Editorial Opinion – “Corruption breeds equal corruption” is a saying lost to history as despicable men teach their own bloods how to perfect the art of stealing.
It starts from men who feed their children the result of their own unlawful pursuits, their young flesh ingesting the bile evil of thievery. And so it becomes natural for those who benefit from stolen effects to have to justify the benefit of having money, things, or privileges borne out of irregular transactions.
The case of Janet Napoles’ daughter, spoiled to the bones by the luxury of alleged stolen opulence, is an example of how society has condoned, by not questioning, the lifestyle of offspring of the privileged even if they live far away from the scene of their parent’s crime. There seems to be a psychological approval of the children not becoming part of the parties who are held to account for public malfeasance even if they directly subscribe to the benefits of their crime.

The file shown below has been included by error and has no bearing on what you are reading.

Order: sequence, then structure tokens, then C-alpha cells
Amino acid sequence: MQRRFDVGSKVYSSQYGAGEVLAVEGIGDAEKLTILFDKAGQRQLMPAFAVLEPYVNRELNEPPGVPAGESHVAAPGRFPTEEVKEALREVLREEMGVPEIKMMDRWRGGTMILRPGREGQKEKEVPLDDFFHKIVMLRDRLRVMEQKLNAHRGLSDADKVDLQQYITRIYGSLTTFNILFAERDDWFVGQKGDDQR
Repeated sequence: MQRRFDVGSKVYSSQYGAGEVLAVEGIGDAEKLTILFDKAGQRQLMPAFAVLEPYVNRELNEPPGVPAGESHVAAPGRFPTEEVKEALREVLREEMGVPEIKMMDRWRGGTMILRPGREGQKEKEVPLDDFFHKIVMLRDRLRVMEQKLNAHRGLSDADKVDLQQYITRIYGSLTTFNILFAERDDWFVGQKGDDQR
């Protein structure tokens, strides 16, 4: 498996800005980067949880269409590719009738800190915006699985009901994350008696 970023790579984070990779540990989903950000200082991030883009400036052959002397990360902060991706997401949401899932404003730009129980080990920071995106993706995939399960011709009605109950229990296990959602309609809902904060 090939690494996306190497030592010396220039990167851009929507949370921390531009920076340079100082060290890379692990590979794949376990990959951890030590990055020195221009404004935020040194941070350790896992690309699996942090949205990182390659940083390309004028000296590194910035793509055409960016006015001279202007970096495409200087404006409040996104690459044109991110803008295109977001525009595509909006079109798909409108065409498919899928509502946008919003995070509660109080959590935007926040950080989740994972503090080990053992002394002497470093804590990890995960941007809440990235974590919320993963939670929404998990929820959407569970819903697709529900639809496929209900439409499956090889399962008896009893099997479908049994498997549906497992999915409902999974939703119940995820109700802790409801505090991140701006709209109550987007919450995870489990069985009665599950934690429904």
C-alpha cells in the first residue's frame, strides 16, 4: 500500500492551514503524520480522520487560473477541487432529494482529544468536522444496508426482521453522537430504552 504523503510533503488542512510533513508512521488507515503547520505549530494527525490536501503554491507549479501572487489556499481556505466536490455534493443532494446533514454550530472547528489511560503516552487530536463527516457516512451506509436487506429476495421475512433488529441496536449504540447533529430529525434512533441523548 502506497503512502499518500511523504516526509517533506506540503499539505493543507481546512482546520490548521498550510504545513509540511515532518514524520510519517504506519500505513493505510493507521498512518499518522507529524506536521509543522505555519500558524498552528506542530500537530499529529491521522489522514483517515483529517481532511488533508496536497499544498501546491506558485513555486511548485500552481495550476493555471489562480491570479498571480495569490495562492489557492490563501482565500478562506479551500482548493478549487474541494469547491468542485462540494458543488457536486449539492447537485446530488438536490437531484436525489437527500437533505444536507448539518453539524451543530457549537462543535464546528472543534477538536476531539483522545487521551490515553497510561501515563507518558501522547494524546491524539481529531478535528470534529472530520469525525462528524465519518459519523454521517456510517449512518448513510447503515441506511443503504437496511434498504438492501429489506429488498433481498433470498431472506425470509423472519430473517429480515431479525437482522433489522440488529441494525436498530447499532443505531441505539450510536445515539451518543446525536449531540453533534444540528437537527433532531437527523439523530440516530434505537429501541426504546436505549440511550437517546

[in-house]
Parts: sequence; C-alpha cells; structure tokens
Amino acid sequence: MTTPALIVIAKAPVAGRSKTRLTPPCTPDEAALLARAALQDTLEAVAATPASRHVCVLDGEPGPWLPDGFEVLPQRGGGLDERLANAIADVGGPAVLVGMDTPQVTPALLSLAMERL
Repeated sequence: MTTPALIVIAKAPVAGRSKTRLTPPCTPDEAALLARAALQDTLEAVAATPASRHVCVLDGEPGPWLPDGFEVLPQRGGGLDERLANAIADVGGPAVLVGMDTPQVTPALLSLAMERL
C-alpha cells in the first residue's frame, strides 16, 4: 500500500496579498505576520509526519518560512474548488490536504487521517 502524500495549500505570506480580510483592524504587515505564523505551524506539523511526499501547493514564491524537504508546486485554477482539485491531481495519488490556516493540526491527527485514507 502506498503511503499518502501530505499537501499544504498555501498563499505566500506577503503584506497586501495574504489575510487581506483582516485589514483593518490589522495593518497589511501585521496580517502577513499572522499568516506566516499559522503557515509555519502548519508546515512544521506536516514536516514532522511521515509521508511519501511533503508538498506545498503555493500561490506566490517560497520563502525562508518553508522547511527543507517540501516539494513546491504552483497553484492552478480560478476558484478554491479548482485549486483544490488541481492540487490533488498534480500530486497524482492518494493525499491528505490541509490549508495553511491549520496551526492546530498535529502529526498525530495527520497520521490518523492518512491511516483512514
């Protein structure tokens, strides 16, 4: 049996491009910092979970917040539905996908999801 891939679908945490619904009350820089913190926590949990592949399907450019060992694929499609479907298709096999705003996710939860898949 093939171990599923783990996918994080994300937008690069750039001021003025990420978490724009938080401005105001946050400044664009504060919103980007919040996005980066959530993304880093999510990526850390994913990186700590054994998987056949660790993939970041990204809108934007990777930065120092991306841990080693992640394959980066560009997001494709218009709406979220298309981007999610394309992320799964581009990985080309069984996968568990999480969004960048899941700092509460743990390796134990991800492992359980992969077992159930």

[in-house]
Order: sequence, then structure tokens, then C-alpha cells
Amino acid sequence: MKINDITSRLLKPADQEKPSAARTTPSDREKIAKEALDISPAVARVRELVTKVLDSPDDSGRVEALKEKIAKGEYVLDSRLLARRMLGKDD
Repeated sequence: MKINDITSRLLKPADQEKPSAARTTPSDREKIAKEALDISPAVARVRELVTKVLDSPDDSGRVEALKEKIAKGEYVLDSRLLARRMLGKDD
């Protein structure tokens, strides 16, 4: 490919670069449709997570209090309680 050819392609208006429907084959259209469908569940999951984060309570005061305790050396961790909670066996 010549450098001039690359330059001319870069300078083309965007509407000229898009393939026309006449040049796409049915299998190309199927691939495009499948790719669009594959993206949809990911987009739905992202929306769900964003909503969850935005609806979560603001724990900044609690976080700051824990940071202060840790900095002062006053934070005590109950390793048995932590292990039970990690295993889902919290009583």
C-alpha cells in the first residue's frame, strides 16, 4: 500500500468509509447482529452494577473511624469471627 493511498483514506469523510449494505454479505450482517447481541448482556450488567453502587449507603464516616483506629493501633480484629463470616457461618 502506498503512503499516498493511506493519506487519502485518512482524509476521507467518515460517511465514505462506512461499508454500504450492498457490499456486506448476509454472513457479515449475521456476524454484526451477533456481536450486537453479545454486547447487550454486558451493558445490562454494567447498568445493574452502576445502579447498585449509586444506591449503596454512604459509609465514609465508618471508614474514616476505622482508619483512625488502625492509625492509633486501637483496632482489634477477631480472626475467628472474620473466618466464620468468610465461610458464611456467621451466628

Slowly, when the children mature, their propensity to enjoy riches they did not work for convince them about the regularity of illegal public or private trade. Their immoderate greed become common, acknowledged for the immediate maintenance of gratifying high profile status.
In many ways, the existence of crime and political dynasties is connected to the neutral effect of kingpins and oligarchs continuously uploading the secrets of legal thievery to their own issues. It happens that “only family can be trusted” in the crude words of the Sicilian omerta. The beans are not spilled in equal terms by a non-family member turning state witness. In a practical sense, it is easier to trust your own blood not because “blood is thicker than water” but because human weakness is earlier identified when you meet a person daily and live with him as family.
Because children usually follow their parents to whatever ends, it is basic mathematics to have them easily adjust to the nature of comfortable lifestyles but it should be associated with hard and honest work. After all, it is the obligation of parents to give their children the utmost ease of growth.
Guillermo C. Lopez